Trucking Too Complex to Become Uberized

Trucking Too Complex to Become 'Uberized'

Placing an Uber-like app atop a complex industry doesn’t truly address the problem, a new study finds.

While Digital Freight Matching (DFM) companies use digital platforms to match a shipper’s freight with available carrier capacity to better utilize motor carrier capacity, the industry is too complex to become an Uber type of business.  

One of the key components of Uber’s model is the commodity-like nature of the ride-hailing service, explains Armstrong & Associates, who released a new report, "Digital Freight Matching – Capturing Technology-Based Efficiencies in the Trucking Industry.”

A&A’s analysis shows the principle behind DFM may be simple, but the trucking industry is not. ”Domestic transportation is not a simple commodity,” Armstrong said.” Complexities arise in the form of specialized equipment types, shipments transported via multiple modes, and necessary exception handling for service issues such as equipment breakdowns. Shipments are high-value and time sensitive. Placing an Uber-like app atop a complex industry doesn’t truly address the problem. Shippers and carriers alike will be disappointed if this is the extent of the ‘solution.’”

DFM apps do however include some of the functionality popularized by Uber – algorithmic pricing, API map integration, track-and-trace, and mobile transactions – along with features specific to trucking, such as trip planning, digital document storage, and TMS integration. But it does account for nuances in the trucking industry. 

DFM companies will face several challenges: competition, regulations, investment, possible cannibalization by other emerging technologies, and issues specific to the nature of the trucking industry, including:

• Long-established freight brokers provide exception handling, backup in the case of equipment breakdown, relationship management, access to transportation management systems, and access to a wide variety of carriers. DFM companies are therefore competing against formidable incumbents.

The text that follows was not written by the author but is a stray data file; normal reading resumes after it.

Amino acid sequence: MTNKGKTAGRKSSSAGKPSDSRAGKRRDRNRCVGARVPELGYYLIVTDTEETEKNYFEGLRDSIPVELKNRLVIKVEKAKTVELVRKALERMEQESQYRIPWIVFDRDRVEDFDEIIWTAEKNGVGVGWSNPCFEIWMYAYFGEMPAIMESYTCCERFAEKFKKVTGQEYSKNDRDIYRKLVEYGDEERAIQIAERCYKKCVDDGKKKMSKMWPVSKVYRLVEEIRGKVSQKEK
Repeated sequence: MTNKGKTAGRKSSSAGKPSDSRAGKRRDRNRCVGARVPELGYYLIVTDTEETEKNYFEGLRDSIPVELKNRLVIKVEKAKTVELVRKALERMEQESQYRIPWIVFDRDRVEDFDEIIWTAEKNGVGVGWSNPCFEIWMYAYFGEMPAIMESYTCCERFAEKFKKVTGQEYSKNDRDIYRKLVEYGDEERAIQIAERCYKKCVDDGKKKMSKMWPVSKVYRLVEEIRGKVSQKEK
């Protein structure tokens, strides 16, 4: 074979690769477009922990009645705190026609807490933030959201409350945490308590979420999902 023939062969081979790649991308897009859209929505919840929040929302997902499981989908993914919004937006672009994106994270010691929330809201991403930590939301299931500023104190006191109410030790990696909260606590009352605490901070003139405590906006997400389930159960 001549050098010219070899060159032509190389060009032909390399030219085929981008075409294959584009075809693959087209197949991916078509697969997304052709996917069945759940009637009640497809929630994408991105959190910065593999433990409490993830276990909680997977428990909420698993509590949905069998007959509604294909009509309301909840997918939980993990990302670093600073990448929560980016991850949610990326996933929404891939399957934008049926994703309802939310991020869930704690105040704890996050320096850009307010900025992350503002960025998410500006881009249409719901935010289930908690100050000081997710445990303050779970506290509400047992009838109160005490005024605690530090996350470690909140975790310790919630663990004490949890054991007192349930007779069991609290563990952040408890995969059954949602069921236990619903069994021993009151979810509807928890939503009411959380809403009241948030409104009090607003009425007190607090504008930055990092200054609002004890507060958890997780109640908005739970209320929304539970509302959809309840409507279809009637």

•The ambiguous nature of the sharing economy is both an asset and a liability. While the space sometimes allows circumvention of regulations faced by more traditional industries, it also presents new challenges. Other companies forging the parameters of the Sharing Economy, such as Uber and Airbnb, have encountered policy disputes. Furthermore, as companies operating in this environment face increasing scrutiny, new regulations are also a possibility.

• Digital Freight Matching is just one of many emerging technologies. Innovations like self-driving vehicles and drones will compete with DFM companies or could preempt them entirely.

• The very nature of the trucking industry and the ‘freight problem’ presents their own challenges. On the surface, the problem of freight capacity looks very much like Uber’s problem of available taxi capacity. However, further examination shows the problems have fundamental differences, and DFM success will rely on addressing nuances of the underlying problem.

This technology will continue to grow as DFM has attracted over $180 million in venture capital investment since 2011, including $67 million in 2016 alone. 

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